Davey took the delicate chain and glanced between the beautiful girl who made perfect food and the boy who had awakened senses she wasn’t aware she had. Her hands slowly rose until she was able to slip the golden thread around her neck. As the pendant settled against the skin of her chest, she felt a wave of heat rush through her body. It was a pulling feeling, not unlike the experience of accepting a new persona at the Commune. The sensation was strong. It pulled her along, regardless of her own desires.
“Fate is created for a reason, Davey. The chain of events sets the future in motion.” She heard Sinder’s musical voice fade away as the room around her changed. “You need to know what you’re changing.”
No longer was she sitting in the break room of the bakery. Now, Davey was standing in a room she’d never seen, standing over Carly’s lifeless body. Not as a participant but an observer. She tried calling out to her friend, but no sound escaped her lips. Then Davey saw herself burst through the closed bedroom door. Her familiar red hair flying behind her as she dropped to the floor, skidding in the puddle of blood on the floor. She grabbed Carly’s wrists, gripping them tight. Her lips formed a soundless scream. Carly’s parents burst into the room as Davey wrapped fabric around the cuts. Carly’s father grabbed his daughter and ran from the room.
The scene dissolved, swirled and settled into a hospital room, Carly sitting up in bed, smiling her wan smile. The depression still sitting behind her eyes. The room was empty. Davey knew that her assignment was complete by this point and she would have returned to the Commune, once again abandoning her friend in the hospital. Alone, waiting for her best friend to appear in the doorway. When no one appeared, she was once more reassured that she was worthless. Carly glanced towards the door, hearing something in the audio Davey wasn’t privy to. A figure walked through the door. A tall figure the burgundy and black uniform, with long gloved fingers and deep black eyes set behind the facemask of the Hoejiim.
Carly’s eyes widened as the leader of the Fenton began to speak. To offer her something. Davey couldn’t hear the words, but she knew what was being said. The offer to become a soldier. To remove the pain and anguish and accept a better life for her and her family. Watching, Davey knew Carly would refuse. She was stronger than anyone knew. She’d lived through this; she could get through anything. But Carly shut her eyes for a few moments while she thought. Shut her eyes and fingered the bandages on her wrist. She glanced towards the door and back at the Hoejiim. She asked a question. Davey watched her name form on her friend’s lips. When the leader shook its head, Carly swallowed and nodded. They shook hands, sealing the deal.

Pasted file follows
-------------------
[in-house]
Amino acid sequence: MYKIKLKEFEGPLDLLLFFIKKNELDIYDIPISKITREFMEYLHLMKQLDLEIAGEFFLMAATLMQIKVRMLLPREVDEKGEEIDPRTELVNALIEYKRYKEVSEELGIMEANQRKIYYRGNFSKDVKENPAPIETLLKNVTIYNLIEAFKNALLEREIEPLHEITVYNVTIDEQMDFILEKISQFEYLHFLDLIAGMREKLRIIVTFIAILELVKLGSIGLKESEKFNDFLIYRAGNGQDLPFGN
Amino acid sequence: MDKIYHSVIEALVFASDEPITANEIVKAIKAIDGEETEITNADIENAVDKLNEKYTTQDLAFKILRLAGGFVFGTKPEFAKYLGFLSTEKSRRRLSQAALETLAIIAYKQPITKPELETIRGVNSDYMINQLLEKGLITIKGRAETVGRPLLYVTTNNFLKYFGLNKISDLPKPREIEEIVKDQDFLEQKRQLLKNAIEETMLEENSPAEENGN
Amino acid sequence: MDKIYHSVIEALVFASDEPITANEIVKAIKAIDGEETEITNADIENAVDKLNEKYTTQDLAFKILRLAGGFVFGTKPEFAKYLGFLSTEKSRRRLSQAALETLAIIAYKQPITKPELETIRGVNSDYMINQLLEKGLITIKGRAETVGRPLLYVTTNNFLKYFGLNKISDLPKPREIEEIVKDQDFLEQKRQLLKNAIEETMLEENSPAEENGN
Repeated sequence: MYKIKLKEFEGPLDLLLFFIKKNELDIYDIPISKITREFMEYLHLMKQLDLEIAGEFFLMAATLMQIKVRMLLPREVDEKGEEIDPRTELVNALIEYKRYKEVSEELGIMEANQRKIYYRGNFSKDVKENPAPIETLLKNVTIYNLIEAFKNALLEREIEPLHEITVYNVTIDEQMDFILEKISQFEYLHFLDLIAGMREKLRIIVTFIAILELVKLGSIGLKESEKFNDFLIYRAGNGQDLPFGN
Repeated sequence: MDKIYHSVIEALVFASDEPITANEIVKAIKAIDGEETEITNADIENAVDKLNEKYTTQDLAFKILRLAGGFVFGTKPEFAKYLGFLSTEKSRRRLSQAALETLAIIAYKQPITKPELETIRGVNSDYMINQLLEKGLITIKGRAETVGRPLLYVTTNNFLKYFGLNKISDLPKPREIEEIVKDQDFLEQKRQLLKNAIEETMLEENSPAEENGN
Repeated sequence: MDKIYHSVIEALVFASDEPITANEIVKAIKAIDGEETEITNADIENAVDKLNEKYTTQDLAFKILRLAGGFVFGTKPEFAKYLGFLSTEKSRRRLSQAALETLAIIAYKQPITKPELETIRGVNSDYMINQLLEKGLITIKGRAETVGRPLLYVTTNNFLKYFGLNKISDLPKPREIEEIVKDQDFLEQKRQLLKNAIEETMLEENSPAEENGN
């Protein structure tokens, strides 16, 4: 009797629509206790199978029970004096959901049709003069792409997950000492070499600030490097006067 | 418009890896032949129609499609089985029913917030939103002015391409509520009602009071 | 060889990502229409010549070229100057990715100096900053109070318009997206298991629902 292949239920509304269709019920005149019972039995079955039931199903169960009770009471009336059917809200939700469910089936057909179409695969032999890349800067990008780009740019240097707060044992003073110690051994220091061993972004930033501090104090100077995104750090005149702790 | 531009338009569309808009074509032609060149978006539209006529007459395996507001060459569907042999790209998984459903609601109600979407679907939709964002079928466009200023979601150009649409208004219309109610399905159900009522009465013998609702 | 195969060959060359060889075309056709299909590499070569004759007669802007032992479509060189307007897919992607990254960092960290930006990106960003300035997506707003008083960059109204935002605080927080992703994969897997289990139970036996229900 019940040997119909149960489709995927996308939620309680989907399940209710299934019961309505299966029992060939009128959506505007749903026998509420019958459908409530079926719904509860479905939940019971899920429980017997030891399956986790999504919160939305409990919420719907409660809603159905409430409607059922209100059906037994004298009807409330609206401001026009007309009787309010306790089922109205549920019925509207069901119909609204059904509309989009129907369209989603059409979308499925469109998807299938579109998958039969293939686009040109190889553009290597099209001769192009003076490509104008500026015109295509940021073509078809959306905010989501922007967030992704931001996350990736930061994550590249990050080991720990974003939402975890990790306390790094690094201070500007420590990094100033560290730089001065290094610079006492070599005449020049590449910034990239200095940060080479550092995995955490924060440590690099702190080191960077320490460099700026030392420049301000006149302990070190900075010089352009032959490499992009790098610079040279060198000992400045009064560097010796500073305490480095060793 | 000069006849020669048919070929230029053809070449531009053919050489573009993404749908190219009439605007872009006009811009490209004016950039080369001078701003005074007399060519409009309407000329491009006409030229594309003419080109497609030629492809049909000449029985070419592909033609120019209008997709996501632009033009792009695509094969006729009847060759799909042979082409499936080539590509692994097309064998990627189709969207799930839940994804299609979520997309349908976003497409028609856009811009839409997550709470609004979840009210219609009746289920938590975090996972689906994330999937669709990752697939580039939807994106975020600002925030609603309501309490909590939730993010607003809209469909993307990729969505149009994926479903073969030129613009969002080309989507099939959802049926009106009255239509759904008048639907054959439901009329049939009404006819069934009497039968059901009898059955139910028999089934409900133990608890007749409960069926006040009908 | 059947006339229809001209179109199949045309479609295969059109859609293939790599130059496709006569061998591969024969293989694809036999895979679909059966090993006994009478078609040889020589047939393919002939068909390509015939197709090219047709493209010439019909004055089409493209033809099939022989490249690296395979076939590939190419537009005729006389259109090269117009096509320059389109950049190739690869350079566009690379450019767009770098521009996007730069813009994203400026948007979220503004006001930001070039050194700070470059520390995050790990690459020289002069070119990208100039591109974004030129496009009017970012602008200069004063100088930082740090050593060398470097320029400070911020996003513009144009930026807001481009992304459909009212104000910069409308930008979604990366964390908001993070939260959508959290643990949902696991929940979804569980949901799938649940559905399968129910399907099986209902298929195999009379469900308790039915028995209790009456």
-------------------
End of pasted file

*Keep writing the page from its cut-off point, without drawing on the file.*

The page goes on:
Once again the scene changed, flashed quickly through images of Carly being given her uniform, receiving her assignment, falling comfortably into the role of a soldier. When it settled again, it was on the image of a Wave. The burgundy uniform blocking out the always blank expressions. Except this soldier had a smile that spread across the exposed mouth. A smile of pure joy. The lips stretched out below the facemask were distinctly female. On the ground below her was a girl. A broken, beaten girl in her mid-twenties. Even through the matted hair and the bruised and battered skin, Davey recognized Joy. No longer the girl who ran everything. Now she was simply another fuel source for the Fenton.
The Wave lowered the Shockwave. Held it there as Joy’s body bucked and twisted. Held it there long after the body had stopped fighting. The Wave reached down and grabbed the unconscious girl’s arm. Dragging her unceremoniously across the floor, she pushed through a door into a room containing one of the large glass cases Davey had seen in the parade. She couldn’t remember what Ajay had told her it was called. That bothered her for a moment as she watched the Wave strap Joy’s lifeless body into the mechanism and turn it on. As the particles began to pull from under the skin, the Wave’s smile grew. Carly peeled off her mask and watched as her former tormentor finally got what she deserved.
Now Wave-Carly was walking down the street of Faulery Valley, stepping up to take her place in line for the Dedication Day parade. She stood in the front line, taking her spot in the centre. The town had changed. Instead of happy spectators and colourful lights and banners that used to fill the town on parade day, the streets were dull and grey. Everyone stood along the streets, waiting. Waiting for their lives to be taken from them by these people. Her expression was joyful as she pulled her facemask down and let the smile fall from her face. She stomped her foot and glanced at the people around her. The others fell in line quickly. Eyes darting to her. Nervous and expectant. Some looked almost scared. The soldiers began to march in silent unison as the scene dissolved.
Now Carly stood in a room. A room filled with darkness and an overwhelming weight of power. It felt almost crushing. In the dark black chair, the Hoejiim sat, staring at the girl. Gone was the scared, timid girl that had tried to take her own life so many years ago. Now, now she stood ramrod straight, defying anyone who challenged her. Her eyes were glazed with the knowledge that she would never have to be scared again. Now she was the one that inflicted that pain, brought retribution to those that disobeyed.